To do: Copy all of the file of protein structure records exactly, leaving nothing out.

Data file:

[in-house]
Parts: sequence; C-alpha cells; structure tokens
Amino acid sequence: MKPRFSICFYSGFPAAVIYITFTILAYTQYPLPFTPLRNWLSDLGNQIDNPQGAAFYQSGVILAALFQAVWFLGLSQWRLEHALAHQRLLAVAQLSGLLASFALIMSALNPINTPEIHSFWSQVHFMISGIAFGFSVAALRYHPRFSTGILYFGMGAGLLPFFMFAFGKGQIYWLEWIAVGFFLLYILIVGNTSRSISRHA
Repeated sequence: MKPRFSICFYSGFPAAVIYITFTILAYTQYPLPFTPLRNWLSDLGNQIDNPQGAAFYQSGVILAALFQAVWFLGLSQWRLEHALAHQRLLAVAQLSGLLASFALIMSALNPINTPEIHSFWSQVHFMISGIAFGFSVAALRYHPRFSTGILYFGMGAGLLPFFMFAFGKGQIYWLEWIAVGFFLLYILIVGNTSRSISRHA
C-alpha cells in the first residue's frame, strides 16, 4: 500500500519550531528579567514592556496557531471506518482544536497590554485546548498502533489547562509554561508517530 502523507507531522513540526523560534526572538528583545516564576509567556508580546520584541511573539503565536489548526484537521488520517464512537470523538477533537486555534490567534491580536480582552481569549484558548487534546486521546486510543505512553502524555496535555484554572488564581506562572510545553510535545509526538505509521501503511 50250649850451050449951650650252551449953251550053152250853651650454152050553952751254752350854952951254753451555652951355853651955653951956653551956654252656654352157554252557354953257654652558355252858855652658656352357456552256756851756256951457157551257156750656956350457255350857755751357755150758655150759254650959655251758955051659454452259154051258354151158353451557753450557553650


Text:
[in-house]
Parts: sequence; C-alpha cells; structure tokens
Amino acid sequence: MKPRFSICFYSGFPAAVIYITFTILAYTQYPLPFTPLRNWLSDLGNQIDNPQGAAFYQSGVILAALFQAVWFLGLSQWRLEHALAHQRLLAVAQLSGLLASFALIMSALNPINTPEIHSFWSQVHFMISGIAFGFSVAALRYHPRFSTGILYFGMGAGLLPFFMFAFGKGQIYWLEWIAVGFFLLYILIVGNTSRSISRHA
Repeated sequence: MKPRFSICFYSGFPAAVIYITFTILAYTQYPLPFTPLRNWLSDLGNQIDNPQGAAFYQSGVILAALFQAVWFLGLSQWRLEHALAHQRLLAVAQLSGLLASFALIMSALNPINTPEIHSFWSQVHFMISGIAFGFSVAALRYHPRFSTGILYFGMGAGLLPFFMFAFGKGQIYWLEWIAVGFFLLYILIVGNTSRSISRHA
C-alpha cells in the first residue's frame, strides 16, 4: 500500500519550531528579567514592556496557531471506518482544536497590554485546548498502533489547562509554561508517530 502523507507531522513540526523560534526572538528583545516564576509567556508580546520584541511573539503565536489548526484537521488520517464512537470523538477533537486555534490567534491580536480582552481569549484558548487534546486521546486510543505512553502524555496535555484554572488564581506562572510545553510535545509526538505509521501503511 50250649850451050449951650650252551449953251550053152250853651650454152050553952751254752350854952951254753451555652951355853651955653951956653551956654252656654352157554252557354953257654652558355252858855652658656352357456552256756851756256951457157551257156750656956350457255350857755751357755150758655150759254650959655251758955051659454452259154051258354151158353451557753450557553650